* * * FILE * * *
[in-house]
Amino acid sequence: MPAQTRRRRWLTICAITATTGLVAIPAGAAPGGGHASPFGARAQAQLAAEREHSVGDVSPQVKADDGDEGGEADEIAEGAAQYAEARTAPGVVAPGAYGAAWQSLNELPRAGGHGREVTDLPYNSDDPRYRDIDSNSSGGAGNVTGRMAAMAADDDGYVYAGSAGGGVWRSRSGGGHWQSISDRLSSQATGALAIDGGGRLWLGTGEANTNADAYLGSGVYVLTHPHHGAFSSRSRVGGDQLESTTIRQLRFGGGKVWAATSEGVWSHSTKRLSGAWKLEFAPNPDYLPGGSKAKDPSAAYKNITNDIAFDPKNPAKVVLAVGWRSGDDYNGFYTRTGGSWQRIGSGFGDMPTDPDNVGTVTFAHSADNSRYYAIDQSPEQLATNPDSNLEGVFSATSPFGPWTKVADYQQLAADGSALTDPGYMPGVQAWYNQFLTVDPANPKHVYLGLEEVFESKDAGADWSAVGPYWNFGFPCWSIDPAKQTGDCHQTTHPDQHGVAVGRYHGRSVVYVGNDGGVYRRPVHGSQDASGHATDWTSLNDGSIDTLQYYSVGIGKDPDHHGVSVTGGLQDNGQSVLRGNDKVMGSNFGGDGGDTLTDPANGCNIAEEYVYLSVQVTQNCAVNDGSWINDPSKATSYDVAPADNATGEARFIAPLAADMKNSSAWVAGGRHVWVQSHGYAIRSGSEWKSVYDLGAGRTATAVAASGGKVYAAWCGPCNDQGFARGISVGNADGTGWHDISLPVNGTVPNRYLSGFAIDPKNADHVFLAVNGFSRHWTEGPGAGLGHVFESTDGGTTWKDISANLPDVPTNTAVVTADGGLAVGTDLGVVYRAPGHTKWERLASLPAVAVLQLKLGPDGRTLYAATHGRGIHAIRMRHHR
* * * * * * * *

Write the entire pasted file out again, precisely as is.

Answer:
[in-house]
Amino acid sequence: MPAQTRRRRWLTICAITATTGLVAIPAGAAPGGGHASPFGARAQAQLAAEREHSVGDVSPQVKADDGDEGGEADEIAEGAAQYAEARTAPGVVAPGAYGAAWQSLNELPRAGGHGREVTDLPYNSDDPRYRDIDSNSSGGAGNVTGRMAAMAADDDGYVYAGSAGGGVWRSRSGGGHWQSISDRLSSQATGALAIDGGGRLWLGTGEANTNADAYLGSGVYVLTHPHHGAFSSRSRVGGDQLESTTIRQLRFGGGKVWAATSEGVWSHSTKRLSGAWKLEFAPNPDYLPGGSKAKDPSAAYKNITNDIAFDPKNPAKVVLAVGWRSGDDYNGFYTRTGGSWQRIGSGFGDMPTDPDNVGTVTFAHSADNSRYYAIDQSPEQLATNPDSNLEGVFSATSPFGPWTKVADYQQLAADGSALTDPGYMPGVQAWYNQFLTVDPANPKHVYLGLEEVFESKDAGADWSAVGPYWNFGFPCWSIDPAKQTGDCHQTTHPDQHGVAVGRYHGRSVVYVGNDGGVYRRPVHGSQDASGHATDWTSLNDGSIDTLQYYSVGIGKDPDHHGVSVTGGLQDNGQSVLRGNDKVMGSNFGGDGGDTLTDPANGCNIAEEYVYLSVQVTQNCAVNDGSWINDPSKATSYDVAPADNATGEARFIAPLAADMKNSSAWVAGGRHVWVQSHGYAIRSGSEWKSVYDLGAGRTATAVAASGGKVYAAWCGPCNDQGFARGISVGNADGTGWHDISLPVNGTVPNRYLSGFAIDPKNADHVFLAVNGFSRHWTEGPGAGLGHVFESTDGGTTWKDISANLPDVPTNTAVVTADGGLAVGTDLGVVYRAPGHTKWERLASLPAVAVLQLKLGPDGRTLYAATHGRGIHAIRMRHHR